what is the difference between buying silver bars vs silver ETF?

Discussion in 'Trading' started by IronFist, Jun 5, 2012.

  1. Sorry if this is the wrong forum.

    Is there a difference between them other than actually having silver bars?
  2. Not really unless the world comes to an end. You have an economic interest in some silver bars minus fees when you invest in the ETF. You have the same economic interest when you hold the silver bars yourself, except you have to transport and store them yourself.
  3. So it's probably cheaper to buy ETF's right? Are commissions probably cheaper than whatever the bar dealers charge as a premium over spot? Plus you don't have to buy a safe or rent a safety deposit box.

    ETFs are certainly more convenient.
  4. ETF has advantage of convenience and a low buy/sell spread.

    Physical silver (bars) have advantage of: no annual fee (around 1% I believe for ETF); no annual 28% cap gains tax (you pay only when you sell the physical silver so it can be scheduled better or likely avoided all together).

    Lastly and perhaps most importantly there are significant safety differences: physical silver can be stolen, while the ETF has an unknown counterparty risk and is also a traceable asset which can be taken anytime you generate liability from divorce, frivolous lawsuit, or any of 1000 other ways.

    Bottom line in my book - if you are holding for many years you'll likely come out ahead with physical silver, if holding a shorter period, the ETF may be better.
  5. Some of the markups for buying phsyical gold and silver, at least online, are attrocious. Especially for the smaller amounts.

    I was on apmex.com. You can buy a 1g gold bar for $77.25. It is worth $53.19. That means gold has to go up over 40% just for you to break even.

    Obviously it gets a little better as you go up in size.

    A 1oz gold bar, worth around $1,628 according to their site, sells for $1,675.39 (and about $50 more if you pay via credit card).

    That means gold has to go up over 2% just for you to break even. That's a bit better.

    Now look at GLD, currently trading at $157.14. If you had that same $1,675 to invest you could buy 9 shares which would be $1,414.26, add in Scottrade's $7 commission and you're at $1,421.26. Add in another $7 for when you want to sell it and you're at $1,428.26. Divide that by your 9 shares and you paid $158.69 including both commissions.

    This means price only has to increase by 0.9% in order for you to break even.

    ETFs are a better deal.

    Let's look at bigger amounts.

    Apmex (again, a dealer I just randomly picked from Google) wants $16,952.90 (check or wire) or $17,461.49 (credit card) for a 10oz Engelhard bar. Now depending on what quote you use, and I will use Apmex's ask, 10oz is worth $16,253.00. What this means is even in this larger quantity, the price of gold still has to go up by 4.3% just for you to break even.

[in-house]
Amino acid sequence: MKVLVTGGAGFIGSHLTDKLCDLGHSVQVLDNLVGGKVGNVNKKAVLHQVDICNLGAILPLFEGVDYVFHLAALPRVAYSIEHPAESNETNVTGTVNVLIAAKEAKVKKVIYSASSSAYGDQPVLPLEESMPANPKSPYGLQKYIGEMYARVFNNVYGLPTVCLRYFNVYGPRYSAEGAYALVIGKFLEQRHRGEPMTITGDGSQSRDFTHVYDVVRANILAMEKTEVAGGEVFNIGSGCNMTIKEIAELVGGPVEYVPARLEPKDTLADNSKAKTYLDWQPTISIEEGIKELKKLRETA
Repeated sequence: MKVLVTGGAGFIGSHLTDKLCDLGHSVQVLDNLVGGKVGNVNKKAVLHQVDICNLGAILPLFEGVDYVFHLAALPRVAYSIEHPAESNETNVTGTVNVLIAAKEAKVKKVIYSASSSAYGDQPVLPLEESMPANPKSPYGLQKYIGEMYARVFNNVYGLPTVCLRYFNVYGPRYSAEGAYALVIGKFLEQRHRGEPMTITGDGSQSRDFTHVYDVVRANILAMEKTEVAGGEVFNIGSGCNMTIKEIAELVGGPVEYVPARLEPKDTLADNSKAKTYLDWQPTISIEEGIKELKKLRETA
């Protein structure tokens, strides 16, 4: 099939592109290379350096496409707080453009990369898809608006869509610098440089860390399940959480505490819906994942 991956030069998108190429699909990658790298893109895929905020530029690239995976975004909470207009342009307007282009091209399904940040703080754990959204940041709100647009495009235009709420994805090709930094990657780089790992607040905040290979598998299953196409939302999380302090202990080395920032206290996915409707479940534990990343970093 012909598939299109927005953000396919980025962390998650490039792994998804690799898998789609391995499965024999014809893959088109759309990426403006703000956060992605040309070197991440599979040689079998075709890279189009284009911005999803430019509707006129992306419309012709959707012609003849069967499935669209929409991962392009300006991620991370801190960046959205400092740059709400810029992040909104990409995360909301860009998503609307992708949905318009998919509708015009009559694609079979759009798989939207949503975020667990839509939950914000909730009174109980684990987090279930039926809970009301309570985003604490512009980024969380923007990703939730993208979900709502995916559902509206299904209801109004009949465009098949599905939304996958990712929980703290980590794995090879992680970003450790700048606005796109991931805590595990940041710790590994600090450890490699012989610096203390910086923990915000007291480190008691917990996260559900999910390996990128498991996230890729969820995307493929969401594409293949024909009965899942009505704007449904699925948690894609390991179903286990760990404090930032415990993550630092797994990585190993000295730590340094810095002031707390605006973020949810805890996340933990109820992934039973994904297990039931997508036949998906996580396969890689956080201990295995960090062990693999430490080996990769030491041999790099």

If you have $16,000 to invest in gold and you buy GLD you would get 101 shares. Adding in both $7 comissions you would have a breakeven cost of $157.28 per share, which means GLD only has to increase by 0.08% (0.008) in order for you to break even.

    CONCLUSION: GLD is a better deal for all investment sizes than physical gold.

    OTHER FACTORS: Apmex may be a rip off. I haven't checked with other places. It seems awfully expensive compared to buying GLD, however. I'd hate to see people buy their $75 bars thinking they are investing in their future only to not make any money because gold doesn't go up 43% by the time they have to sell.
  6. Let's look at Silver. I'm looking at jmbullion.com (randomly picked) this time instead of apmex because Apmex is clearly a ripoff as mentioned in the previous post.

    A 1oz silver bar is $30.28. Their site lists spot price as currently $28.88. Price has to go up over 4% before you break even.

    Let's say you have a few thousand to invest. You can buy a new 100oz silver bar from them for $3,016.29 (bank wire). Their current spot quote is $28.86 per ounce (it changed in the time between that last paragraph and this paragraph) which means your 100oz is worth $2,886. Price needs to go up by more than 4.5% just to break even.

    Let's look at SLV instead. SLV closed at $27.72. Your $3,000 would get you 108 shares, + 2 $7 commissions at Scottrade puts your total investment at a net cost of $27.85 per share.

    This means with SLV your investment only has to go up by 0.47% for you to break even.

    I will admit that an advantage of the physical metal would be if the money system absolutely collapsed, you probably wouldn't be able to cash out your ETFs, and if you did the cash you get for them wouldn't be worth anything, anyway, and in this situation the physical metal might actually still have a value.

    If you don't think that is going to happen, however, buy the ETFs.
  7. Question:

    Why is there a difference in price between SLV/GLD and the metal futures, and the spot prices? Do they not track the same?
  8. AK100


    Always remember when you're buying an ETF for investment you're entering into a contract with an investment bank, and they cannot be trusted to always look after your best interests. Some precious metal ETFs are a scandal waiting to happen.

    Silver bars (or bags of coin) are the best, store them yourself and always think about having 2 safes. One has lots of documents, a touch of cash and some crappy jewelry. The other safe has the real value.

    Then, if/when some punks try to stick you up on a home invasion you lead them to the fake safe.
  9. I'm referring only to GLD and SLV. Can they be trusted?

    Good idea about the fake safe.
  10. ETF's have the possibility of default (see prospectus). Physical bullion has no counter party risk.

    Think MF Global for starters.
    #10     Jun 6, 2012